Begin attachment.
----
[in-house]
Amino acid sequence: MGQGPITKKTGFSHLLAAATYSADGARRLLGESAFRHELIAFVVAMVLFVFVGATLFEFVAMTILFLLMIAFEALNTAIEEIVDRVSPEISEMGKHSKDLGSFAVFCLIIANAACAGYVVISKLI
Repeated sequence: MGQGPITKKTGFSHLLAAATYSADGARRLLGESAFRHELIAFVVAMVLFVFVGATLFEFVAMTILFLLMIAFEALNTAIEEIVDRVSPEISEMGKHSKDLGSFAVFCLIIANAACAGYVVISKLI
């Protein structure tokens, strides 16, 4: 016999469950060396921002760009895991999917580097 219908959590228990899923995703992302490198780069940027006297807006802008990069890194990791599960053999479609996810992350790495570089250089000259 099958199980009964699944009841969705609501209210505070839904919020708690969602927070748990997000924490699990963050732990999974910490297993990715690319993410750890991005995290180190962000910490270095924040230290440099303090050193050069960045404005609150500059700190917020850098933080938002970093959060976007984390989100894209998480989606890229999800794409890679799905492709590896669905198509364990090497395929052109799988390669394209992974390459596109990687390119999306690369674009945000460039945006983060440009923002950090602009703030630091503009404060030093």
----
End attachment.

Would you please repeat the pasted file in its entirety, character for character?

[in-house]
Amino acid sequence: MGQGPITKKTGFSHLLAAATYSADGARRLLGESAFRHELIAFVVAMVLFVFVGATLFEFVAMTILFLLMIAFEALNTAIEEIVDRVSPEISEMGKHSKDLGSFAVFCLIIANAACAGYVVISKLI
Repeated sequence: MGQGPITKKTGFSHLLAAATYSADGARRLLGESAFRHELIAFVVAMVLFVFVGATLFEFVAMTILFLLMIAFEALNTAIEEIVDRVSPEISEMGKHSKDLGSFAVFCLIIANAACAGYVVISKLI
């Protein structure tokens, strides 16, 4: 016999469950060396921002760009895991999917580097 219908959590228990899923995703992302490198780069940027006297807006802008990069890194990791599960053999479609996810992350790495570089250089000259 099958199980009964699944009841969705609501209210505070839904919020708690969602927070748990997000924490699990963050732990999974910490297993990715690319993410750890991005995290180190962000910490270095924040230290440099303090050193050069960045404005609150500059700190917020850098933080938002970093959060976007984390989100894209998480989606890229999800794409890679799905492709590896669905198509364990090497395929052109799988390669394209992974390459596109990687390119999306690369674009945000460039945006983060440009923002950090602009703030630091503009404060030093």